Olga Voronina could no longer live in fear.

“Several times a day there were alarms ordering us to go to the shelter,” said the Ukrainian from Odessa.

When sirens howled, she and her husband would grab their two small children, their cats and vital belongings, and rush to an underground car park.

“It was really scary,” she said.

As war drew closer, things got even more tense. When news reached her that the city was about to be bombed, Voronina decided it was time to pack their bags and leave.

She took her mother and children, put them into her car and drove to Greece — some 1,700 km (1,050 miles) away. Her husband stayed behind, looking after the home and having a war to fight — as all able-bodied Ukrainian men currently have to.

Get them out

However, Voronina’s trip to safety would not have been possible without her seafaring father and Technomar, the Greek shipping company he works for.

“If they hadn’t contacted me, I wouldn’t have left Odessa — I didn’t want to leave my country without knowing where to go,” she told TradeWinds on 11 March, the day a dozen close relatives of Ukrainian Technomar employees met up at the company’s headquarters in Athens.

As snowflakes whirled in the wind on the chilly day in the Greek capital’s northern suburb of Kifissia, five small refugee children sat by a large wooden table and were treated to toys and hefty portions of Greek souvlaki by Technomar principal George Youroukos.

“We put ourselves in our employees’ shoes and asked ourselves the question: ‘How would we feel if we were on board a ship and our families were in a war zone?’” Youroukos said.

The answer to that question was a company-wide programme to offer transport to Greece, and shelter and food to the families of its Ukrainian seafarers.

Responding to the concerns of its crew members, Technomar covered travel costs, arranged for one-year visas and paid six months’ rent upfront for about 30 hotel apartments.

“We will support the families for as long as necessary,” Youroukos said, adding that the they will also receive an allowance to buy food and essentials.

A Ukrainian serviceman looks on as evacuees cross a destroyed bridge in their bid to flee the city of Irpin, northwest of Kyiv, on 7 March 2022. Photo: Scanpix

About 400 Ukrainian seafarers are currently on Technomar vessels, including those owned by New York-listed Global Ship Lease (GSL), which charters boxships to major lines such as CMA CGM and Mediterranean Shipping Co.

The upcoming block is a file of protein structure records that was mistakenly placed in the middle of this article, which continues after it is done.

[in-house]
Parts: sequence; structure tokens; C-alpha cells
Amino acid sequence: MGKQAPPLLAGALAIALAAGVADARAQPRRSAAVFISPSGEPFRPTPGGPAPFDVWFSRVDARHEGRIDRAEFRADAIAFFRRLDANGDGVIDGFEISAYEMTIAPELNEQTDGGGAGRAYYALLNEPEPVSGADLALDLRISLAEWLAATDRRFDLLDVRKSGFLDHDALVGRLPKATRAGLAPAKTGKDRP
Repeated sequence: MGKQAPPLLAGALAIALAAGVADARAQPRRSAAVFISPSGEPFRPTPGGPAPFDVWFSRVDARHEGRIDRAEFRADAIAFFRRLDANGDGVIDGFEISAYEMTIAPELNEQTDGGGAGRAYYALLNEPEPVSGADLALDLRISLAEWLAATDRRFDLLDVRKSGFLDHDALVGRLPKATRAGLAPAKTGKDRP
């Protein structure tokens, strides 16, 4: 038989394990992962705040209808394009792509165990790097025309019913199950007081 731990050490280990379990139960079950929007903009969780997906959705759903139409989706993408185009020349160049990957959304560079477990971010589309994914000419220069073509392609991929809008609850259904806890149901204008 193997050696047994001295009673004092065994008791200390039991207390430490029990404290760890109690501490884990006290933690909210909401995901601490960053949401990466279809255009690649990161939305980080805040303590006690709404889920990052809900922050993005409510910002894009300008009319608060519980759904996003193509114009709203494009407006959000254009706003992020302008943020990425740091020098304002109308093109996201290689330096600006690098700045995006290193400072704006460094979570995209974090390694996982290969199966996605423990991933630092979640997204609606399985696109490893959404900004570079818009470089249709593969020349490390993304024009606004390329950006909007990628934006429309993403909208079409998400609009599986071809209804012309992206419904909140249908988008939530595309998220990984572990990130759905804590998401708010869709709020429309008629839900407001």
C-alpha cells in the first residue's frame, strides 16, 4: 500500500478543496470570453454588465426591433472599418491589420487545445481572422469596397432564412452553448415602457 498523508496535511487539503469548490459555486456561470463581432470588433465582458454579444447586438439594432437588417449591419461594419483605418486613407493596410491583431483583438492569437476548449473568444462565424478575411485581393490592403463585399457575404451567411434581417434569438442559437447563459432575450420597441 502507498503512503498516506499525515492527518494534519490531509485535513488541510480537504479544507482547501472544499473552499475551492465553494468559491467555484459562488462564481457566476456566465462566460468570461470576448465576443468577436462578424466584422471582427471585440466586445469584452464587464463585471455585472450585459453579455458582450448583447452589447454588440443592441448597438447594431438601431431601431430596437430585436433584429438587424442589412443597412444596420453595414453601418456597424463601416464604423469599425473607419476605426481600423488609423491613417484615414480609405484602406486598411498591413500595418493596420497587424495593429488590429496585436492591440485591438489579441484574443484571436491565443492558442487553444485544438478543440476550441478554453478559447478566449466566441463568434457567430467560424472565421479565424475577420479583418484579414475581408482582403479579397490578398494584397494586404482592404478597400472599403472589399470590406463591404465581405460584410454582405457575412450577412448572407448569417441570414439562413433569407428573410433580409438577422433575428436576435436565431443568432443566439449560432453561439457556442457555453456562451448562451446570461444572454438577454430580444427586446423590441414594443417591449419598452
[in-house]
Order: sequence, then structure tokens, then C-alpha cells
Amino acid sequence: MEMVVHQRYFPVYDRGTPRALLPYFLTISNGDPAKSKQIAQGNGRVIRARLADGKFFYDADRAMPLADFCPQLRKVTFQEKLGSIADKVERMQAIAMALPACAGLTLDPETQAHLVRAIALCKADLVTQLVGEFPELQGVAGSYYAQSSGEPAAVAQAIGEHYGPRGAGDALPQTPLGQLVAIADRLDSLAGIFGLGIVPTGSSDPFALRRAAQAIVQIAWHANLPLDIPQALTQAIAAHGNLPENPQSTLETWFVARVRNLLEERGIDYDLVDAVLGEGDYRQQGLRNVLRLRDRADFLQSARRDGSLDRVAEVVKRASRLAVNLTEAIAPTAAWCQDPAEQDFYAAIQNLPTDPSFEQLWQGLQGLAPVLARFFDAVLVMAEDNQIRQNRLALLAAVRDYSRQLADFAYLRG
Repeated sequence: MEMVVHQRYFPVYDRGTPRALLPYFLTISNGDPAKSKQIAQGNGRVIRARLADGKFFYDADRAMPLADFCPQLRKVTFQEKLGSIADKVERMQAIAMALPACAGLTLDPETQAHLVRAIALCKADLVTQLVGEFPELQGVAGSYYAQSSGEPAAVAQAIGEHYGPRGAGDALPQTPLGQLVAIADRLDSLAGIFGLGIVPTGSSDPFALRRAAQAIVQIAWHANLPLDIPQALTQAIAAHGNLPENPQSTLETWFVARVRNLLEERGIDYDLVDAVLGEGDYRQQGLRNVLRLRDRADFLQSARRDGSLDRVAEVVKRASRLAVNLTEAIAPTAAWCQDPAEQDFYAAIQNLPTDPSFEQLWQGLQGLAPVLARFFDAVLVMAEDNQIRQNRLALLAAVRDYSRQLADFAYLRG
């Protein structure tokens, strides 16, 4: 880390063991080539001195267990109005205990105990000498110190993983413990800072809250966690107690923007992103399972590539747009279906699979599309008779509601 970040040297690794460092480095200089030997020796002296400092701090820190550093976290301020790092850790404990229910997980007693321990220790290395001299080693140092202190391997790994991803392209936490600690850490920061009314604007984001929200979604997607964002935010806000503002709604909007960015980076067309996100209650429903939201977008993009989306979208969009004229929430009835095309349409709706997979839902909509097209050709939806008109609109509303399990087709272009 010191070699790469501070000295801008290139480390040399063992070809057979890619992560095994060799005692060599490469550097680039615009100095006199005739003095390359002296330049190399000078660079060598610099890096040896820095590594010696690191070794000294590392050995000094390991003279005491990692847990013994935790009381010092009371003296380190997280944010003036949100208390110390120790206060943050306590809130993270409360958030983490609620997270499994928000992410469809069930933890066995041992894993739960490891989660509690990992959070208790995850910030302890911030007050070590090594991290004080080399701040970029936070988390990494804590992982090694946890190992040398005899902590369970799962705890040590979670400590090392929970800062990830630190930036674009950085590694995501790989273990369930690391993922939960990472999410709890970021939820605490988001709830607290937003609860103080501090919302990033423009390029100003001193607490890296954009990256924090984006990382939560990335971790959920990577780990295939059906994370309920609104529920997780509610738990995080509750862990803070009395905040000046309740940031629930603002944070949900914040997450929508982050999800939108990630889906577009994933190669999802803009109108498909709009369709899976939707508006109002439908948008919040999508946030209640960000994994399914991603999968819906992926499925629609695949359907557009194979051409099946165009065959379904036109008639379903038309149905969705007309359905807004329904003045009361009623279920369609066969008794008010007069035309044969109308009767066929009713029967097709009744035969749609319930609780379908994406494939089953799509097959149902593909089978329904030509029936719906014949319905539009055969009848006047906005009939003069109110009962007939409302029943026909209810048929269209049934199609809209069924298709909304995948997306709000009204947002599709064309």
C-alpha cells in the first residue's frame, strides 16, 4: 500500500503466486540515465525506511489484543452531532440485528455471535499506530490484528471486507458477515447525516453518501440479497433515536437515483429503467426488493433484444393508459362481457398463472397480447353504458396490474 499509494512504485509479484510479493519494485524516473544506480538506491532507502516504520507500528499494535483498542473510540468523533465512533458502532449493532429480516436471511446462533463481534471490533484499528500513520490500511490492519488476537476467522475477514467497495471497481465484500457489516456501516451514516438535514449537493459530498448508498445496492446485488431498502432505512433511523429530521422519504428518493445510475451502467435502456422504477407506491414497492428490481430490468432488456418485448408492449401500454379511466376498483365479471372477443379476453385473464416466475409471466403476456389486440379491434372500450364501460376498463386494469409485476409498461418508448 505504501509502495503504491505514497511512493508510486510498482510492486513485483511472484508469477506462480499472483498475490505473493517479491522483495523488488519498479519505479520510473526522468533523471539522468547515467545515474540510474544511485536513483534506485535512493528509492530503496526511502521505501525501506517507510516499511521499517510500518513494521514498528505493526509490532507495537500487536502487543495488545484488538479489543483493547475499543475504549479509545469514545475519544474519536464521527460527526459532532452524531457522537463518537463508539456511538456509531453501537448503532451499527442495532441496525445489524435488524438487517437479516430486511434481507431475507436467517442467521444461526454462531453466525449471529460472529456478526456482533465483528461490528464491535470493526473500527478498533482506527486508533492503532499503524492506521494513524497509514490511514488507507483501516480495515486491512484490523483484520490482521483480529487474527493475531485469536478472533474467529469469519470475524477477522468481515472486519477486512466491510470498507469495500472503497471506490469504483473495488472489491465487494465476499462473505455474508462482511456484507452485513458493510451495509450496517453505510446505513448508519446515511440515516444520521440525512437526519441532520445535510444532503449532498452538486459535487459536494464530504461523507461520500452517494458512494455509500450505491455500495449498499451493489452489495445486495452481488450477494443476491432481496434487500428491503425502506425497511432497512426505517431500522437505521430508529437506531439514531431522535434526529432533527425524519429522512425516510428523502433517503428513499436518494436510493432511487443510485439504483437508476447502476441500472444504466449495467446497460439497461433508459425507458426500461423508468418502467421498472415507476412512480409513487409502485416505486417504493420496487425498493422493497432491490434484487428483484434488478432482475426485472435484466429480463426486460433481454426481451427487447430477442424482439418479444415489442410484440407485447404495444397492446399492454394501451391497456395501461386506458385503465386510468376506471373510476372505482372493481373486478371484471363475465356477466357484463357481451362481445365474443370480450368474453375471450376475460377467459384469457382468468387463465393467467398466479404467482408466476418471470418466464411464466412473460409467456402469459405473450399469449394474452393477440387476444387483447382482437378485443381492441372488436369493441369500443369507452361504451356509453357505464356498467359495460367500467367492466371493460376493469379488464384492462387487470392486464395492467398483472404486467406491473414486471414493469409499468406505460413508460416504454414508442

“It’s not just looking after the guys on board ships but also about looking after the folk at home,” GSL chief executive Ian Webber said.

Technomar expects several other families to join the first batch of refugees that have just arrived in Greece.

The plan is to set them all up in the same place.

“We want to create a community, so that they feel as close to home as possible — feeling the warmth of their compatriots — and don’t become isolated a foreign country,” Youroukos said.

The choice of location at Pefki — a seaside resort in central Greece — may make it easier for the refugees to adjust, as they all come from the southern coast of Ukraine.

The area was ravaged by forest fires last summer and hotel owners and shopkeepers there are expected to be particularly pleased to see outsiders spending some money.

“We thought we could kill two birds with one stone,” Youroukos said.

Example to follow

Technomar is not the only company offering help. Tanker owner Ardmore Shipping is bringing Ukrainian staff into Ireland.

“We will bring [them] into our Cork office to make sure they earn money without a need to go back to sea until they are ready,” Ardmore chief operating officer Mark Cameron told TradeWinds.

With the war in Ukraine showing little sign of abating, the flow of refugees is not expected to stop anytime soon.

Technomar said twenty more of its seafarers’ families are on their way to Greece, and the number could rise even further, according to Youroukos, who stresses that his company would do the same for any other nationality in need.

The refugees themselves would like to see the example get traction.

“All companies that use Ukrainian seafarers should do this,” Voronina said. “My father and the husbands of other women here, they make shipping work, they keep vessels going.”